Data and analysis
Early in the study the RUG decided to capture and share data on their reflections during OSCARSS to describe the value and learning of PCPI. Data from written documents and team discussions / interviews (see below) provided rich descriptions of the experiences and perceptions of the RUG members and researchers about their involvement in this study.
Written documents included meeting notes, which were circulated to the RUG to be checked, and financial records of PCPI activity costs (not including research and administrative staff time). In addition, the RUG decided to document their experiences in a written dossier to encourage contributions from less vocal members of the group, with the headings: background; composition of the group; individual reasons for getting involved; highlights and achievements and what the RUG brought to the research.
In addition, structured discussions were conducted with all members of the RUG (group discussions and one-to-one) and, independently, with two researchers to understand: i) the reasons for RUG engagement in research, ii) the reasons for researchers engaging the RUG in OSCARSS, iii) the value and learning from the RUG and how this influenced the study itself, and iv) the benefits and challenges of PCPI involvement for both researchers and the RUG. These discussions were audio recorded, with consent and ethical approval and transcribed. The first author (CM), involved in the process evaluation interviews but no other aspect of the OSCARSS study, conducted a thematic analysis . CM initially coded all interviews and actively derived themes based on the structured discussions and study aims to understand reasons for engagement; value and learning; benefits and challenges. These themes and their meaning were discussed with the carer co-authors, KB and NH in order to ensure consensus and shared meaning. Direct quotes were selected below where they illustrated specific themes; with quotes anonymised using a system of R (respondent) and each respondent numbered according to when they first spoke during interview. The RUG were numbered R1 to R5 and the researchers interviewed separately were R6 and R7.
This section presents the main themes from the data, the impact and the financial cost of PCPI.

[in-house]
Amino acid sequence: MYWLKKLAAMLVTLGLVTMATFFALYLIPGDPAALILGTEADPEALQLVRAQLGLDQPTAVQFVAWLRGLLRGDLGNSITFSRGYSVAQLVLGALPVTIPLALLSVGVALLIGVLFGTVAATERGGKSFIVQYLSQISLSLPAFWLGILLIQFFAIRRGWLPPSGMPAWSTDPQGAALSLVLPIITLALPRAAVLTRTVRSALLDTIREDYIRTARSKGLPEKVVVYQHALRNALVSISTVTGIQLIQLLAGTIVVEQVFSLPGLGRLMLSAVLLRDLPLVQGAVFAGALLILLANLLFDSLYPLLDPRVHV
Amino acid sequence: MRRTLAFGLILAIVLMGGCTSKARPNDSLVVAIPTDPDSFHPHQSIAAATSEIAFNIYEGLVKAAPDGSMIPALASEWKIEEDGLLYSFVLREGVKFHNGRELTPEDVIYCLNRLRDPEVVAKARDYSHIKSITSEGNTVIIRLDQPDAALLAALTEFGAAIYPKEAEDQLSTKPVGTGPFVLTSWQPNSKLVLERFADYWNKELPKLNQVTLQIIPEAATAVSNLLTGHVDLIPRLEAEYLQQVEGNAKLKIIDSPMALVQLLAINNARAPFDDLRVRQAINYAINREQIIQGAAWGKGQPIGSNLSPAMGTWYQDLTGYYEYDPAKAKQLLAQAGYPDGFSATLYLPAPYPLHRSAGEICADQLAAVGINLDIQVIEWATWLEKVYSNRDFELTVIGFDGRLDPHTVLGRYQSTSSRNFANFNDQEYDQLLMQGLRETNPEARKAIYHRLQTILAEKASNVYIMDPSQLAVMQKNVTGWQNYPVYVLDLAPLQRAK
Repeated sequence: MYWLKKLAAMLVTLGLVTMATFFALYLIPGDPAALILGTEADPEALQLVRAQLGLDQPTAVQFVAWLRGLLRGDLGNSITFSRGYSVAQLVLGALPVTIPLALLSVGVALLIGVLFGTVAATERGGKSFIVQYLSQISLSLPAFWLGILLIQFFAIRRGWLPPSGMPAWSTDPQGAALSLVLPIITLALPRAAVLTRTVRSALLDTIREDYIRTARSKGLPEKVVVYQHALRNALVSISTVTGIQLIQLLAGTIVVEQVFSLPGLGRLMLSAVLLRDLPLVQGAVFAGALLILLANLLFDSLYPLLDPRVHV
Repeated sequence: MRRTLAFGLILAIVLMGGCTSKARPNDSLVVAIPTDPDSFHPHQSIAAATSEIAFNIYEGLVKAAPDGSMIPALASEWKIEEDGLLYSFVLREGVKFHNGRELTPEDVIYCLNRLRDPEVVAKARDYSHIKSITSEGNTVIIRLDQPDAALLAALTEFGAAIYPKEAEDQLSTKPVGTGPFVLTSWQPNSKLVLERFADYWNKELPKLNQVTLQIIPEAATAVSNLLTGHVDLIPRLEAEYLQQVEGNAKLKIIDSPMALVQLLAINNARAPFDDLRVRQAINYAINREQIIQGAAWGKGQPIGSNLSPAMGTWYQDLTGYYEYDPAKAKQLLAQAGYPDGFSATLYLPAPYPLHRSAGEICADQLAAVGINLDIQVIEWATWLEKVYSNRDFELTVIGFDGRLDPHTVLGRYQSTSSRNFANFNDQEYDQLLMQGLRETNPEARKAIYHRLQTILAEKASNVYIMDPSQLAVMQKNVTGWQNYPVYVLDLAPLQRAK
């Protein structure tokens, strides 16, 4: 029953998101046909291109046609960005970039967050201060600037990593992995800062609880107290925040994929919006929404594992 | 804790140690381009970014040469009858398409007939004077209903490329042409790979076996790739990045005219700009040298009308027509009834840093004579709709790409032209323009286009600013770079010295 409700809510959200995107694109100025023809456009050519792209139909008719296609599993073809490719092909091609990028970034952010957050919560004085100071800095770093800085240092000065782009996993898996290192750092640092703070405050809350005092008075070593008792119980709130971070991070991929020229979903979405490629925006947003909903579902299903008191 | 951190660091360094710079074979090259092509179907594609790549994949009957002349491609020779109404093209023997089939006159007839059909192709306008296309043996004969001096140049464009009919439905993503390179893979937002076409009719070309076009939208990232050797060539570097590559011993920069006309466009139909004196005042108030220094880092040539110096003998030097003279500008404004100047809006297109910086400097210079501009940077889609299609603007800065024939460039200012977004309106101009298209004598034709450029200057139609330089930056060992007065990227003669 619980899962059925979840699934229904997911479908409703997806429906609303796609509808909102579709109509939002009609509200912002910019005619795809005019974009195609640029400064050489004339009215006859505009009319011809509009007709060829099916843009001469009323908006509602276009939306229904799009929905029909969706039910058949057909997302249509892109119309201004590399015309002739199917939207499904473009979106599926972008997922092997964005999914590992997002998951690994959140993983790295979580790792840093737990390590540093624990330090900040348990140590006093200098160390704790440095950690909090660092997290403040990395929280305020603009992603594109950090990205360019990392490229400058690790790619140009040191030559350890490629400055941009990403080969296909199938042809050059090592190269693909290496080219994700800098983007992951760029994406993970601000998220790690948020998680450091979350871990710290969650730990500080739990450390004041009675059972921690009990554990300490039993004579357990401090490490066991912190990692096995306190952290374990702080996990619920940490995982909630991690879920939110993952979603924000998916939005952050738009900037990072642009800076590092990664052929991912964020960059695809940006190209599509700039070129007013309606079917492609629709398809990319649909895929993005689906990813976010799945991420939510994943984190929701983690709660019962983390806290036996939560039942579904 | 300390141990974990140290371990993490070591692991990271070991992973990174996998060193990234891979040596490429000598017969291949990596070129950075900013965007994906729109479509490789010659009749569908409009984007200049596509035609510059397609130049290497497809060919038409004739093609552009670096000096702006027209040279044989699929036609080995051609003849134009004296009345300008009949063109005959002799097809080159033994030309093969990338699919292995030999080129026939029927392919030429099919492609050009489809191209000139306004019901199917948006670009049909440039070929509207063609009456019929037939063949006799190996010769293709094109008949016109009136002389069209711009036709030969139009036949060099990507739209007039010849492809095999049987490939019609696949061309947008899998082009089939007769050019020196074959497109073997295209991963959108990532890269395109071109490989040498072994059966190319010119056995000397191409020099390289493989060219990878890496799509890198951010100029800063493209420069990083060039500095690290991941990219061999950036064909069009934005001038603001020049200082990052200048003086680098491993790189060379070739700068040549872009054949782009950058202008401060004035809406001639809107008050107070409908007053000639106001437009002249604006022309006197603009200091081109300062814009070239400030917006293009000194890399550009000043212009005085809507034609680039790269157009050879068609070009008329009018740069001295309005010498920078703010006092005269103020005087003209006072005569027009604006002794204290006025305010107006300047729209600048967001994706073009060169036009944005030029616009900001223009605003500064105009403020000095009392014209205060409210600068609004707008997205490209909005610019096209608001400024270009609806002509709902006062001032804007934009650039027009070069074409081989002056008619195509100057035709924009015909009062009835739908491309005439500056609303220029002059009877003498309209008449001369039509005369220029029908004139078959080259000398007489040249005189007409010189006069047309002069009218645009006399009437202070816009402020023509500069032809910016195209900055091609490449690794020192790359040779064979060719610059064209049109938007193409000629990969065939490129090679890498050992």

Motivation for PCPI
The majority of RUG members were motivated by altruism and chose to get involved with the aim that other carers would benefit from their experiences:
“Hopefully, trying to represent other carers and enable the caring process to make it a bit easier for everybody else, the same as that we've all had stumbling blocks along the way and barriers that we've come across where we haven't been able to do this or we've not had the right information. So, you know, hopefully we can enable other people to then go forward and have the process a bit easier” R3
There were some indicators from the RUG that they also hoped for personal benefits, such as establishing a support network with other carers. The RUG members at the end of the study had a clear idea of PCPI in research and reported that research about a certain population should include those affected to provide an authentic voice and to ensure the research included what was important to those individuals. The RUG had a clear sense of levels of involvement and awareness of more tokenistic engagement that sometimes occurs but reported feeling fully involved in OSCARSS and working in partnership with the researchers. There was certainly a feeling that researchers who had theoretical knowledge needed to understand what was important to those affected and this was a key part of the carers’ role:
“Yeah, stay away from the textbooks. And actually, speak to people that are dealing with the subject that you are researching on.” R5
The RUG expressed their view of the reciprocal nature of their role. They understood that ‘researchers’ in general could view PCPI as a hindrance but suggested that PCPI would ultimately enable the researchers to produce higher quality research:
“But at the end of the day, it's their name on the research, so they want to get the best out of it. When they put the papers up and present that, it's their name on the bottom of that, so they want it to be the best it can be. So, you know, it's them that's going to get the glory out of it, so they need to be able to do it the best they can. And if they feel that this works, then it doesn't matter how many times we change it, does it, as long as it gives the best evidence” R1
Motivation for researcher PCPI
The researchers taking the lead in RUG carer group engagement were the co-chief investigator (EP) and the project manager (KWN) and they felt well supported by the other co-chief investigator (AB). They had strong beliefs of the importance of PCPI in research, of involving those with lived experience of the topic under investigation at earliest possible moment in health research:
“We need to do health economics, so we would get a health economist because I don’t know about health economics, so we wanted to develop something to help carers and I don’t know about caring so let’s talk to carers, it’s so self-evident” R6
Value of PCPI to OSCARSS
The RUG reported a real sense of being involved in developing the research as equal partners with trust and belief between themselves and the researchers. This trust came from the researchers taking action when they said they would or explaining what barriers they faced if they couldn’t:
“for me, that gives it a sort of added dimension in a way that, like you say, it's not tokenism, it's actually there's been a process and a long term process where there's a relationship of trust, a relationship of understanding”R2